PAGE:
Advancement in GIS
Government agencies, non-profit organizations and private companies all benefit from innovations in Geographic Information Science (GIS). Researchers and entrepreneurs have found a variety of creative ways to use GIS to advance business and technology. The latest GIS technology developments make way for new applications and for the convergence of GIS with other emerging tools.
The evolution of GIS is far from over, with exciting new software and methods continuing to change the way people utilize this technology. Let’s take a look at three of the most promising recent trends in GIS:
The ability to collect and analyze data in real-time brought GIS to a whole new level. This development improved research processes and mapping systems, but real-time geospatial data can benefit consumers, too.
Location-based services like Uber are among the most common uses for up-to-the-minute geographic information. Consumers can track where their drivers are and how long it’ll take them to arrive. The app also employs real-time data to match users with the closest ride and directs drivers to hot spots based on the frequency of ride requests.Real-time geospatial intelligence can also be an effective way to track developments during natural disasters. Analysis of everything from shifting weather patterns to social media posts highlight locations in urgent need of relief efforts. Emergency management services use GIS platforms to generate crisis maps based on a combination of:
- Satellite imagery
- Remote sensor readings
- Statistical models
- Crowdsourced data
When facing time-sensitive decisions, it’s important to have the most relevant and accurate data. Robust geographic information is a boon to organizations and individuals striving to make well-informed decisions, and ongoing refinements to real-time data analysis are vital to the future of GIS.
Geospatial data has helped companies in a wide range of industries streamline their operations by providing greater visibility into key assets and guiding more efficient supply chains. But everyday consumers can also take advantage of current trends in GIS. Some of the latest GIS technology has brought consumer-facing data to the forefront, empowering smart decisions in many areas.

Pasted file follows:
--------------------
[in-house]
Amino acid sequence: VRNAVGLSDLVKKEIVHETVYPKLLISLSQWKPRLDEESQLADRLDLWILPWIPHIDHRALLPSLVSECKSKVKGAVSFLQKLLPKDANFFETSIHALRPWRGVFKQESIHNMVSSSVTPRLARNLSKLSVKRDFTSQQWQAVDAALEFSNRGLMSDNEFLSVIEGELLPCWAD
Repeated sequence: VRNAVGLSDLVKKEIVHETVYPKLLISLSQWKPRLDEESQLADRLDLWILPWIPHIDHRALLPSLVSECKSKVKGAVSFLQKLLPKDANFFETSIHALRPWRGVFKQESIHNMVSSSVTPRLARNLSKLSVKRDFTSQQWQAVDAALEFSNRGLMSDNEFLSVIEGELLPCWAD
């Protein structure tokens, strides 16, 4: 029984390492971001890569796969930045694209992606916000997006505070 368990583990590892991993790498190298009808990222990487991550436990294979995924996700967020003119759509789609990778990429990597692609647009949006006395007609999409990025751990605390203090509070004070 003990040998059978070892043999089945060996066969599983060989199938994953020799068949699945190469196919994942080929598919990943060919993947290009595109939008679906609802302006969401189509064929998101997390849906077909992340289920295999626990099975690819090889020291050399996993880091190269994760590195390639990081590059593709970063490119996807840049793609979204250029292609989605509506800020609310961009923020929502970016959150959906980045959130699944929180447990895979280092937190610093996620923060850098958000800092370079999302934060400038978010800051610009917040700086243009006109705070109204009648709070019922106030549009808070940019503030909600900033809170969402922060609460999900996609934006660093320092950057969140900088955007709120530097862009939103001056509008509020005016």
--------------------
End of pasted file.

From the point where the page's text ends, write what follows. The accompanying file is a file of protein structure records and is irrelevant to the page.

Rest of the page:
Consider homebuying: A house might be in your price range, but the neighbourhood can make all the difference in whether it’s the right choice for your family. That’s why real estate apps now use GIS platforms to give prospective homebuyers insights into the areas they’re considering. Dozens of map layers let users review details like distance to various amenities, school district information and more. People aren’t just looking at photos on home search websites anymore; they’re scouring details about what it feels like to live in an area. The health and wellness industry underwent a major shift in recent years with many consumers applying data to manage their own lifestyles. Wearable technology lets individuals track their heart rate, steps, sleep patterns and the paths they follow when running or walking. With geospatial information, personal fitness goals become more attainable, and these advances have even made a mark in college and professional sports: Coaches can factor the personal data from players’ GPS-enabled wearables into their strategic decisions, snagging victory while minimizing the chance for injury.
Artificial intelligence is another rapidly evolving technology that has been applied to GIS projects in recent years. One important application for GeoAI is in planning urban infrastructure and tracking changes in an area over time.
For example, researchers in Los Angeles wanted to know how land use and roadways impacted air pollution and, in turn, how pollution would affect health in local residents. GIS helped them analyze traffic patterns over different times of day in relation to the concentration of harmful particles in the air. By using this information to predict when pollution levels would become dangerous, the city could issue warnings as early as possible. In another project that utilized GeoAI, Kuwaiti government officials wanted to make it easier for citizens to find the products and services they needed by using an application. Like many big cities, traffic congestion was a major obstacle, and the government wanted to be able to tell users what road conditions were like at any given time. The application gave users the ability to share whether they were seeing heavy, moderate or light traffic, which helped the researchers identify traffic patterns. When there was heavy traffic on one route, the application would deliver directions to avoid traffic jams. The application initially relied on user input and manual updates to identify traffic, requiring constant adjustments to the machine learning algorithm. With the introduction of GeoAI, the application gained a deeper understanding of traffic conditions and greater predictive capabilities, which in turn led to more useful driving instructions.
GeoAI is still evolving and has the potential to be one of the future trends in GIS that makes the biggest impact on daily life. In addition to land use and infrastructure analysis, GeoAI can also be applied to health systems, agriculture and many more industries.